You Are What You Eat
Large filter-feeding marine animals, like the whale shark and manta ray, are most commonly observed feeding near the ocean surface on blooms of zooplankton. Recent techniques make it possible to determine the precise food sources of these animals, without relying on what can be limited observation. Certain components of an animal’s prey are incorporated into the predator’s tissues, and so tissue analysis of sharks and mantas can used to identify their diet. Prey species of different sizes and those living at different depths have distinct profiles of components such as fatty acids. Fatty acids are key components of cellular structures and sources of energy for the body. Fatty acid analysis of predator tissues can identify the sources of the fatty acids, i.e. the shark’s prey. These authors collected muscle tissue biopsies from the giant manta ray (formerly Manta birostris, now Mobula birostris) off the coast of Ecuador and analyzed fatty acid profiles. Surprisingly, the surface zooplankton that mantas are often observed feeding on constituted only a small proportion of their prey. Instead, the manta tissues contained a fatty acid profile consistent with feeding primarily on deep-water species - specifically, mesopelagic zooplankton that inhabit depths below 200 meters. So mantas may feed on surface zooplankton during the day, but at least off coastal Ecuador this feeding is minimally important compared to mesopelagic sources.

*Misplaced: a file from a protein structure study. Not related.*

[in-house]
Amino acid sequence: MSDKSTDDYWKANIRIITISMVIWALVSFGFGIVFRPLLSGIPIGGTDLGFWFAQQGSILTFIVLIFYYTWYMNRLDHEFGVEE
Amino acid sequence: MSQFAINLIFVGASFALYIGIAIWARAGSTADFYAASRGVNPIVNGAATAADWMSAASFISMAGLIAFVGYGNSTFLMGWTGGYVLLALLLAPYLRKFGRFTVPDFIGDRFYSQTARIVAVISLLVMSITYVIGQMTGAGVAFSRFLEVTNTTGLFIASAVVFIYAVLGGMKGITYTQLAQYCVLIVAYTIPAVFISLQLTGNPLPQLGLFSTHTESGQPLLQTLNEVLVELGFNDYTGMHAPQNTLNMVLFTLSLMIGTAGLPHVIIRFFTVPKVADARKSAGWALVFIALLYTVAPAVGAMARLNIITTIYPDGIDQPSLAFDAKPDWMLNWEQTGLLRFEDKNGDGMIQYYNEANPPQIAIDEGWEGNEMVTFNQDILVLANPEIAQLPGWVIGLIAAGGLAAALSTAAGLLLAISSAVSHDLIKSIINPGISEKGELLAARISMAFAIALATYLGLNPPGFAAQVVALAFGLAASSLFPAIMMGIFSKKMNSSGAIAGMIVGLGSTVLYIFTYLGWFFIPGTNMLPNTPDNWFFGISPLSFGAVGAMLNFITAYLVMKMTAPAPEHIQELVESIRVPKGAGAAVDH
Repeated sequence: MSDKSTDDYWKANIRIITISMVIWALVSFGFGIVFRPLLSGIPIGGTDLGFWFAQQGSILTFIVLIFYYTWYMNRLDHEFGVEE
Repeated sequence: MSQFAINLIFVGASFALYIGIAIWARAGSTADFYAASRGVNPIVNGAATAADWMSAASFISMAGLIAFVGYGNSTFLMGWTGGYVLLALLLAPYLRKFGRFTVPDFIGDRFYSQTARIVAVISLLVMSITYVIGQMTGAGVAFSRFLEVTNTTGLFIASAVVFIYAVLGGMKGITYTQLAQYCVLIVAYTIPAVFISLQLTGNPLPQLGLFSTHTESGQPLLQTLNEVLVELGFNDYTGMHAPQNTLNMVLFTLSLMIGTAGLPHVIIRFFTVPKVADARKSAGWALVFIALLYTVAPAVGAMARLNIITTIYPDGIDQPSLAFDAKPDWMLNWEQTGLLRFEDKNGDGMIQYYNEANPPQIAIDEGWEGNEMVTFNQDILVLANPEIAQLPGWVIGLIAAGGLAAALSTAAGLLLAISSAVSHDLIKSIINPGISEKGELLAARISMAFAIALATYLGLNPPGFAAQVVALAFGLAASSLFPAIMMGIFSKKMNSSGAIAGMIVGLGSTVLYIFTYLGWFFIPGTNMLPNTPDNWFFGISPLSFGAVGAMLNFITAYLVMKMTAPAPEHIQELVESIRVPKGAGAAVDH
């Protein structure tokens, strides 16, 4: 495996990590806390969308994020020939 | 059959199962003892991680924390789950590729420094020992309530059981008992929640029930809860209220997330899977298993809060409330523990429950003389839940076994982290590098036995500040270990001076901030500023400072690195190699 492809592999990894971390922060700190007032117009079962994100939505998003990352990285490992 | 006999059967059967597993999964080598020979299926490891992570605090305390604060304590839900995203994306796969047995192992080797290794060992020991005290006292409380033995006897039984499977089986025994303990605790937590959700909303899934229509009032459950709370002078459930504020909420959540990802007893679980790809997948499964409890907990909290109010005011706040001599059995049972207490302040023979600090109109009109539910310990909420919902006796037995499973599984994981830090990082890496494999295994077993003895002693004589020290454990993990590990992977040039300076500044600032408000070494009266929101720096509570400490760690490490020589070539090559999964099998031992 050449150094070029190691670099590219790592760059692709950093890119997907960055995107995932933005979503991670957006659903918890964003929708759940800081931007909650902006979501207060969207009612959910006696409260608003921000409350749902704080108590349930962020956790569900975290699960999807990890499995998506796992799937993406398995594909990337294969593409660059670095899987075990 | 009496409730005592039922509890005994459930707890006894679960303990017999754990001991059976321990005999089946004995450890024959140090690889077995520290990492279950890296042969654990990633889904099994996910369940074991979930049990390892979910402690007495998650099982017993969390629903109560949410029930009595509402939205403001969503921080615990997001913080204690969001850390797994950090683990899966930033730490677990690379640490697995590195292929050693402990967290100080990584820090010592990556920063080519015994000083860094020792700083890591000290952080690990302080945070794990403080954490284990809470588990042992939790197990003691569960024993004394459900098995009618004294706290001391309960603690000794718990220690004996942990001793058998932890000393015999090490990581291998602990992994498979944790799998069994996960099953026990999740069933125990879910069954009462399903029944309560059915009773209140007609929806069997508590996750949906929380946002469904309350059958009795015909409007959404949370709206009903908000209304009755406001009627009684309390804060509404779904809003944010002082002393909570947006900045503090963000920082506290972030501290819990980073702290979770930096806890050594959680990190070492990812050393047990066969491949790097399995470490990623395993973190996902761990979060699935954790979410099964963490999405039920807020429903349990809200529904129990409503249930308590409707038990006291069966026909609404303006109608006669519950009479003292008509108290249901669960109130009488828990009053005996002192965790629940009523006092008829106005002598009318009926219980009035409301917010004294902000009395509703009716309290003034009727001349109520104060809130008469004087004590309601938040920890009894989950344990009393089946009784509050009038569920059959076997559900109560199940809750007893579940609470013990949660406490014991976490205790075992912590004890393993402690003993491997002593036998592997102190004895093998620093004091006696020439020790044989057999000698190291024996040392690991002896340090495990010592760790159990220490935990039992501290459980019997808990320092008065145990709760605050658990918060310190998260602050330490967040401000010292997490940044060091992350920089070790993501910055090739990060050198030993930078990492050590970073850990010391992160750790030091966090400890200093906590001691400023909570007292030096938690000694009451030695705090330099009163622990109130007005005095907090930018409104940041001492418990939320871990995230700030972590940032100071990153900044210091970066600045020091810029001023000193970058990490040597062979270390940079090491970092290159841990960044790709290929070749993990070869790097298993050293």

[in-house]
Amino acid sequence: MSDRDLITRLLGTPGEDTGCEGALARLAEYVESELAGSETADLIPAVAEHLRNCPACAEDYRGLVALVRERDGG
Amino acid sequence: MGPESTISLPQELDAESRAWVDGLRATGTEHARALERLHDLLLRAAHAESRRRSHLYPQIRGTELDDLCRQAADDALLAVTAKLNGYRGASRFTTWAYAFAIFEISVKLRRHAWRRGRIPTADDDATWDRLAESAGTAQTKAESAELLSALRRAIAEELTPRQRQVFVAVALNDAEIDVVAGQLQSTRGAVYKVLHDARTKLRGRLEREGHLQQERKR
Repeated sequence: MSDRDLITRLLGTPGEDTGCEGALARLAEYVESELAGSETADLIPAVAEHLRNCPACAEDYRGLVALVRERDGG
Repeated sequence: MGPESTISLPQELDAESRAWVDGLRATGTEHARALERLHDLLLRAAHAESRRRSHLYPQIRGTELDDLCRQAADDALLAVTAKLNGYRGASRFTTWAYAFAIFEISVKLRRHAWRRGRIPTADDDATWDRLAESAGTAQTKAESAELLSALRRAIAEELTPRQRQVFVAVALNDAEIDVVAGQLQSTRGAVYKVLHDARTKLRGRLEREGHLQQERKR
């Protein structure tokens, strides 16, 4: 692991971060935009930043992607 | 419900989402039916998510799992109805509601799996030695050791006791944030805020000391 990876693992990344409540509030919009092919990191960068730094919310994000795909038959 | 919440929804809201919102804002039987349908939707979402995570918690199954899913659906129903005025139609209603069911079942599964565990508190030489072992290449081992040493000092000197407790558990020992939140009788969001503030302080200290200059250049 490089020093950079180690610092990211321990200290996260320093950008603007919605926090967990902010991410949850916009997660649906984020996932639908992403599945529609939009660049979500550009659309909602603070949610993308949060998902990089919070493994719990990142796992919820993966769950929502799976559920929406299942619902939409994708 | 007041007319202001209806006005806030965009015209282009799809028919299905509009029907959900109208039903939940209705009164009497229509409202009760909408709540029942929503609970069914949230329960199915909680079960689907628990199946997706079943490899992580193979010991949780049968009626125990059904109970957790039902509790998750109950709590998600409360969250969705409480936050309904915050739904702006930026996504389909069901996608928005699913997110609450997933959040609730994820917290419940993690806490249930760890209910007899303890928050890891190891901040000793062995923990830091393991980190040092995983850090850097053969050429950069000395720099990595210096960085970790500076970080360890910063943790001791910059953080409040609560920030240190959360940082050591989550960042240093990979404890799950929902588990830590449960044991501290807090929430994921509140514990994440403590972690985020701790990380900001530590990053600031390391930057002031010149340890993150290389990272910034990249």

Does this mean that at some point in their feeding mantas leave the surface to feed in the mesopelagic zone? Perhaps, but the answer may not be quite that simple. Mesopelagic zooplankton perform a diel migration, spending daytime hours at depth, but rising nearer the surface at night. It may be that mantas dive to feed at depth during the day, or they may feed unobserved during the night on rising mesopelagic plankton. Further studies are needed to determine whether these animals are targeting mesopelagic food sources at mesopelagic depths, or nearer the surface at night.
The paper is: Burgess KB, Guerrero M, Marshall AD, Richardson AJ, Bennett MB, Couturier LIE. (2018) Novel signature fatty acid profile of the giant manta ray suggests reliance on an uncharacterised mesopelagic food source low in polyunsaturated fatty acids. PLoS ONE 13: e0186464. DOI: 10.1371/journal.pone.0186464